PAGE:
How to avoid events on changing values programmatically?


I have a checkbox in a window with an Action event on it. I want to set the checkbox state programmatically while opening the window. That works fine but the problem is that the Action event triggers (on the checkbox) when I change the checkbox state but the Action event should trigger only if the user changes the checkbox state by mouse or keyboard. I’m confused that the Action event fires while I change the checkbox state programmatically.

You can put LockEvents as Boolean property on the window.

And in the Action event of various of controls you can do

if LockEvents then
end if

// some event code here…

Then where you cant to check the checked state you do

LockEvents = true
myCheckBox.Value = something
LockEvents = false

Yes, this happens. You need to work around it. Typically I set a boolean called initialising to true, and then test for that in the event handlers and return immediatly if it has value True. Once I am done initialising all these fields I set it to False. In other words, you need to add some logic to cope with this situation.

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I often subclass controls and define new events “UserChange”, “ProgramChange”, and “AnyChange”. I differentiate between user-initiated changes and programmatic changes by setting a flag on mousedown, which tells me it’s a user change. Reset the flag on mouseExit, after firing the event, etc.


Thank you all. So confirmed, a workaround is necessary to handle this. So will use one too.Maybe Xojo once is able to differ between user changes and programmatically changes. Obviously there is a need as I’m not the first one discovering this.

This has come up before. I think the point is that there are some circumstances where you’d want an event to fire when a programmatic change is made. And if you don’t want it, it can be worked around.

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I would expect it the other way around: By default a programmatic change doesn’t trigger an event but there could be a method on each object type called Trigger that would fire an event on the object like the user would trigger it: my object.trigger(“event_name”) or my_object.event_name.trigger(). That way the developer has the full control and doesn’t have to create additional code (workaround) to handle the situation.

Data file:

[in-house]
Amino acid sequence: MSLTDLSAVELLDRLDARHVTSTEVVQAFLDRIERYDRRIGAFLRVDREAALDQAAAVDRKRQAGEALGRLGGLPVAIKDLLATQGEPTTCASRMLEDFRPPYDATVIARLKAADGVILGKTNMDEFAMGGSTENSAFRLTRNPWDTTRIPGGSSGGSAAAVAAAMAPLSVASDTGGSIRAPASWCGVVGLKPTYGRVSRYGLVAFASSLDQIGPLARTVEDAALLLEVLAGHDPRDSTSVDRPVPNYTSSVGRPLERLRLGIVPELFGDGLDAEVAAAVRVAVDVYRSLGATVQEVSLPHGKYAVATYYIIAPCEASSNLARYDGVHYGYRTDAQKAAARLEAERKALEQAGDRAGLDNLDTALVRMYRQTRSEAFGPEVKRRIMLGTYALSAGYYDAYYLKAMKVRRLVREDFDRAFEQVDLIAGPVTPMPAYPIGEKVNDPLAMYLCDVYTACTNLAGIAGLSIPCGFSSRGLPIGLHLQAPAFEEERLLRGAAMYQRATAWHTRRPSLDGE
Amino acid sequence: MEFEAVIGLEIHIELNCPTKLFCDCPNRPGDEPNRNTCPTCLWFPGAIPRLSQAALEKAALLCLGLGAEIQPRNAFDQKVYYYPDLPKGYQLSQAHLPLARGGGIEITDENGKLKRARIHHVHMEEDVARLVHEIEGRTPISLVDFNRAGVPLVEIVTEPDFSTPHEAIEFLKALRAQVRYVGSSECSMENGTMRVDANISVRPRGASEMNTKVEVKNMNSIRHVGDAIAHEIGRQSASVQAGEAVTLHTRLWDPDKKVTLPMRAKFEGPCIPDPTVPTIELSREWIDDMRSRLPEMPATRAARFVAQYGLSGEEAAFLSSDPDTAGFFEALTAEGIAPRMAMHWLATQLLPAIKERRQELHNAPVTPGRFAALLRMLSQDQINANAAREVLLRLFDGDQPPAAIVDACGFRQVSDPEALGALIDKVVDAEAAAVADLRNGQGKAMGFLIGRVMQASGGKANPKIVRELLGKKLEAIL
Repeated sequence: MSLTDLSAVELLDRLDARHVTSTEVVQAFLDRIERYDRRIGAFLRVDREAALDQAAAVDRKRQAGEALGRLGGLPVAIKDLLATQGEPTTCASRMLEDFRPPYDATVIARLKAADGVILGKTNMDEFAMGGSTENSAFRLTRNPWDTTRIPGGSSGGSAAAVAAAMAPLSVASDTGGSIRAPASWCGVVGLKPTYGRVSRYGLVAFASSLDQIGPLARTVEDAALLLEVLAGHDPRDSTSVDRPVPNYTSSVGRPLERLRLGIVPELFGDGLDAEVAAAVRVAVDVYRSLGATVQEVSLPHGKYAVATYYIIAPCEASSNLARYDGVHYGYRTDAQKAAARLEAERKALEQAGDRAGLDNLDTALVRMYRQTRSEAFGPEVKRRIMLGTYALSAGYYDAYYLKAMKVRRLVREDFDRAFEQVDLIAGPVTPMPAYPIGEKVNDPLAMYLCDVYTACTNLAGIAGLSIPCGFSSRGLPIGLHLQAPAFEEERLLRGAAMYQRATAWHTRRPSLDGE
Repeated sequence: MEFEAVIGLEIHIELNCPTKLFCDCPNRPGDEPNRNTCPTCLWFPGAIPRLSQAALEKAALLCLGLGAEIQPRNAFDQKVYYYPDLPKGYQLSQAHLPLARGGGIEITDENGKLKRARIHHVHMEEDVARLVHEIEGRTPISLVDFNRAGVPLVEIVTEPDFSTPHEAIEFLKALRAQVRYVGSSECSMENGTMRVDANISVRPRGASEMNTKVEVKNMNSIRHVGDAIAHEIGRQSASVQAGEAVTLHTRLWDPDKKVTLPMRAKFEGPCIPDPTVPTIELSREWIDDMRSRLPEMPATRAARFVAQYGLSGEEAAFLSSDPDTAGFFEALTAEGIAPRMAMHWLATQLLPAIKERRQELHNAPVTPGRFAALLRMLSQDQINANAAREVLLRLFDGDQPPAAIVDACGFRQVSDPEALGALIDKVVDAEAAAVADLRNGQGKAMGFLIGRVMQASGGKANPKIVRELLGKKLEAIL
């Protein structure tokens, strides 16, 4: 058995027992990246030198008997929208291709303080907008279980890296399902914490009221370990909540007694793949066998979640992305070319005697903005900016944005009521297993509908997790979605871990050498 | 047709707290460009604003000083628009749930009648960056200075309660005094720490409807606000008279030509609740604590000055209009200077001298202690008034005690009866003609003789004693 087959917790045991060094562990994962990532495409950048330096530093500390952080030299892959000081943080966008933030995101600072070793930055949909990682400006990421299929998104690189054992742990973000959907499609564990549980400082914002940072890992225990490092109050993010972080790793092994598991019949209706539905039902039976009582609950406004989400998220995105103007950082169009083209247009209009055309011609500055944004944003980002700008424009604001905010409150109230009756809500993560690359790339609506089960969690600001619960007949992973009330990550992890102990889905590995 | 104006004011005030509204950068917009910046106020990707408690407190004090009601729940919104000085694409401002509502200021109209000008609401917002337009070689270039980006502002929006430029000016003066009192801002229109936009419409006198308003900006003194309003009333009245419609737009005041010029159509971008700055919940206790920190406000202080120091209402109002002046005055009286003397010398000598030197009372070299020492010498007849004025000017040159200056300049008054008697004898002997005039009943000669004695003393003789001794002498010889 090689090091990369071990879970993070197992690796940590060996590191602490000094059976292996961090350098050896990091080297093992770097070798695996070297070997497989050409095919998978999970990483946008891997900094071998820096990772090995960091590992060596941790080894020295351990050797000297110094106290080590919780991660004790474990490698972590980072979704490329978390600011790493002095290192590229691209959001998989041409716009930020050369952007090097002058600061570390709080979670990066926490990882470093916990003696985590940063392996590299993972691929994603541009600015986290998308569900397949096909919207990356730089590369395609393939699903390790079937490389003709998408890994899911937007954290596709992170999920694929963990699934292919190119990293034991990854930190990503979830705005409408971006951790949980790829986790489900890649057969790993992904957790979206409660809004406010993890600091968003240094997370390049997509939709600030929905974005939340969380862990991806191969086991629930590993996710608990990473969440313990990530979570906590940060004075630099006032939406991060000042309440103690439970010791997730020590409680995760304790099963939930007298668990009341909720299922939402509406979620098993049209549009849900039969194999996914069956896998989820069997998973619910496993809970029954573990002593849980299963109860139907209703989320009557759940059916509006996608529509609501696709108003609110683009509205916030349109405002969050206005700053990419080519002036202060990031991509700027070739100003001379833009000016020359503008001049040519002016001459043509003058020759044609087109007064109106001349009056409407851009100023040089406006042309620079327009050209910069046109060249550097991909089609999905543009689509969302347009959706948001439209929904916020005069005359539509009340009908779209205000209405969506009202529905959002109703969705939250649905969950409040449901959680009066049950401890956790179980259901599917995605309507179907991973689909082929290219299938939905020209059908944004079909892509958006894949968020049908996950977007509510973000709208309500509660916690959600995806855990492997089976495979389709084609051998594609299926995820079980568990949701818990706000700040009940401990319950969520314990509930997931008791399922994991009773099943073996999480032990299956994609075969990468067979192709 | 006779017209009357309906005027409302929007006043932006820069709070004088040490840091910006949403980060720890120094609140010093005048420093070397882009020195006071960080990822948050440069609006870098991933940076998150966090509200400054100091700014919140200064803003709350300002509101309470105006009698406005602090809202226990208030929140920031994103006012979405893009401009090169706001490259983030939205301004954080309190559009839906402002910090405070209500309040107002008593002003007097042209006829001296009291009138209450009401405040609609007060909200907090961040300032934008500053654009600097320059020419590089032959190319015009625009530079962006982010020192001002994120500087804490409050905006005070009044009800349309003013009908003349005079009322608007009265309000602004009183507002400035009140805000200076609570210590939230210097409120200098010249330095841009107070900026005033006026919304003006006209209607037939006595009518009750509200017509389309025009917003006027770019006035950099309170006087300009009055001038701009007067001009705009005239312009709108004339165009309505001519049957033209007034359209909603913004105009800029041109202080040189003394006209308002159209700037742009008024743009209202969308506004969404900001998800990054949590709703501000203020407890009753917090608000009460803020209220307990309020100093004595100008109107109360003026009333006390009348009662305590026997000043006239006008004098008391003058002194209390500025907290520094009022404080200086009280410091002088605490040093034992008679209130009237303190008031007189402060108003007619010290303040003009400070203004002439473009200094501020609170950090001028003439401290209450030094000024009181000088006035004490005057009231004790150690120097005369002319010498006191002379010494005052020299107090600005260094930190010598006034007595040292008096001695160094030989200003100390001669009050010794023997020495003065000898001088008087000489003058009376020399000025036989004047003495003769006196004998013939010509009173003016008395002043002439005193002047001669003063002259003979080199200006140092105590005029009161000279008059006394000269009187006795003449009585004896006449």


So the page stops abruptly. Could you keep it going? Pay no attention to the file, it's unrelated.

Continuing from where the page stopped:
This was a design decision made 20+ years ago and it’s not likely to change.

Note that in some situations, OS and user-dependent, a button (or checkbox…) can be clicked with the keyboard, which sounds like it might escape your logic.

I handled this in a similar but different way. basically, my code assumes that any change is caused by the user, unles we know different, and so to set a value w/o triggering the changed event, I subclass all controls and add specific functions to change the value programmatically (with a flag to indicate trigger or not trigger event)

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Might be nice to have a parameter that specifies the source of the change. Can easily be subclassed as @Julia_Truchsess mentioned, but I’m a big fan of having more functionality in the framework. That being said, it’s probably never gonna happen unless you do it yourself.

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In certain, more complex situations, I will have an integer that keeps track of the state of things. For example, if an update may also trigger another update, you can get into a situation where a Boolean will not be enough. Instead:

In the code that is doing the update…

updateUnderway = updateUnderway + 1
...update update update...
updateUnderway = updateUnderway - 1


if updateUnderway>0 then
     'don't do this when an update is happening

Using this method, multiple blocks of code wrapped in updateUnderway+/-1 will guarantee that updates only happen when appropriate. If you only use a Boolean, you’ll run into trouble once your code gets complicated enough that it triggers updates in multiple locations.

I don’t know why you would. For all the information the documentation is lacking, it specifically tells you this is going to happen.

This “don’t raise events when changed programmatically” was done to a single control in Web 2.0 which broke my projects. I’m also aware of at least one other person with a sizable project that this change in behavior caused a problem for. (It has since been corrected.)

I would not be pleased to see this change.

you can also use a status and enumeration instead of a flag and choose what to do at events.

xojo could add a argument where the change came from, user or source code.